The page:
February 22, 2023


Improve Production with Enhanced Reporting

Improve Production with Enhanced Reporting

Measuring manufacturing performance via key performance indicators and metrics is a good way for decision-makers to monitor business and production processes. This might sound time-consuming, but enhanced reporting software automates most of your statistical work and generates detailed data reports with actionable insights.

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Despite much progress, the world continues to face challenges from the COVID-19 pandemic. As a result, both small businesses and large corporations have seen massive changes to their operations. Reporting metrics are more important than ever.

A McKinsey survey reports that ninety-seven percent (97%) of respondents have significantly changed their business processes to cope with supply chain challenges. More than ever, business leaders and stakeholders need to ensure their operations are as effective as possible.

“[T]he most useful metrics align with and balance corporate priorities. They can be measured accurately, and benchmarked against both internal goals and competitor performance. Good metrics illustrate to staff and management a cause and effect—how their actions meet a business need—while helping to cultivate the right activities and behaviors across the organization.”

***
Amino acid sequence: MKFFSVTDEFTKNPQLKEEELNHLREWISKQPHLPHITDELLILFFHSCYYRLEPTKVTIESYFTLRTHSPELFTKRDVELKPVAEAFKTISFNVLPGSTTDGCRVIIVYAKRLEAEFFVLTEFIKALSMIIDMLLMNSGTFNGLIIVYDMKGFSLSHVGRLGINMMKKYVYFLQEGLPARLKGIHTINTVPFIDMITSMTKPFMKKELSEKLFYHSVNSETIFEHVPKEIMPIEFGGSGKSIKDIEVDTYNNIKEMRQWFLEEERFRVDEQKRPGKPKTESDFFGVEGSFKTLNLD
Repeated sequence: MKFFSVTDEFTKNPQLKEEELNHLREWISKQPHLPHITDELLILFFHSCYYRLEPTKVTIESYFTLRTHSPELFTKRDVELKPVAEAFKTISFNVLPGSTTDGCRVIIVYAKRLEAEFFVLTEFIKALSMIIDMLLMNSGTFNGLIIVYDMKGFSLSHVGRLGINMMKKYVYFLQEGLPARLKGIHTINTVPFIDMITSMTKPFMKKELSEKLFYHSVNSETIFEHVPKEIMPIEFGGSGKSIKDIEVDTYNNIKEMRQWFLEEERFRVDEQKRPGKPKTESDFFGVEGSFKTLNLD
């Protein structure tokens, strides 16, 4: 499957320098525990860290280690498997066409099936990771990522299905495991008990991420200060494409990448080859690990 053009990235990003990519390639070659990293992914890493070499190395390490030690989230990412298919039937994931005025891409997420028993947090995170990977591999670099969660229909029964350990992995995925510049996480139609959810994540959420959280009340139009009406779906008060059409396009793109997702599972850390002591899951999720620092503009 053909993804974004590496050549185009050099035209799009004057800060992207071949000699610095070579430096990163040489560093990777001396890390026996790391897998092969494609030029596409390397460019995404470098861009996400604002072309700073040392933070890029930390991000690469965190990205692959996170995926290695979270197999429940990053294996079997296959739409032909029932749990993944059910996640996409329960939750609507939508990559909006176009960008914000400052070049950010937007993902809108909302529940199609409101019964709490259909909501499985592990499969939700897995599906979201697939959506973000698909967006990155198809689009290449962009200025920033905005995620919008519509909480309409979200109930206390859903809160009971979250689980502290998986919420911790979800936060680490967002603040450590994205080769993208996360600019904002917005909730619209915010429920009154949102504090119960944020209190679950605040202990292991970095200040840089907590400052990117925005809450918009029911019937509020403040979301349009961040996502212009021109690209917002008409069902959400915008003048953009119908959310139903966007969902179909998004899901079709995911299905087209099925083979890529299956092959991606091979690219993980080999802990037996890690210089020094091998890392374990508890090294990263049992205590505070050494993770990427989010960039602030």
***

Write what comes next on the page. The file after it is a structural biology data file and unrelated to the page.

Bain and Company

5 KPI Metrics to Improve Production Efficiency

1. Mean Time To Repair

Mean Time To Repair (MTTR) is a maintenance metric that measures the average time spent on maintenance activities. These maintenance activities include getting an asset up and running, including notifying a technician, diagnosing a problem, fixing the asset, and recovering assets. Even time spent looking for spare parts, waiting for equipment to cool down, and testing the repaired assets are factored into MTTR calculations. 

As with most reporting metrics, your ideal MTTR will depend on various factors. These factors include asset type, the nature of your industry, and the size of your operations. However, experts recommend an MTTR of less than 5 hours per equipment failure.

Importantly, the MTTR metric is concerned mainly with unplanned downtime. Therefore, you can calculate MTTR by dividing the total time spent on repairs by the total number of repairs within a set period.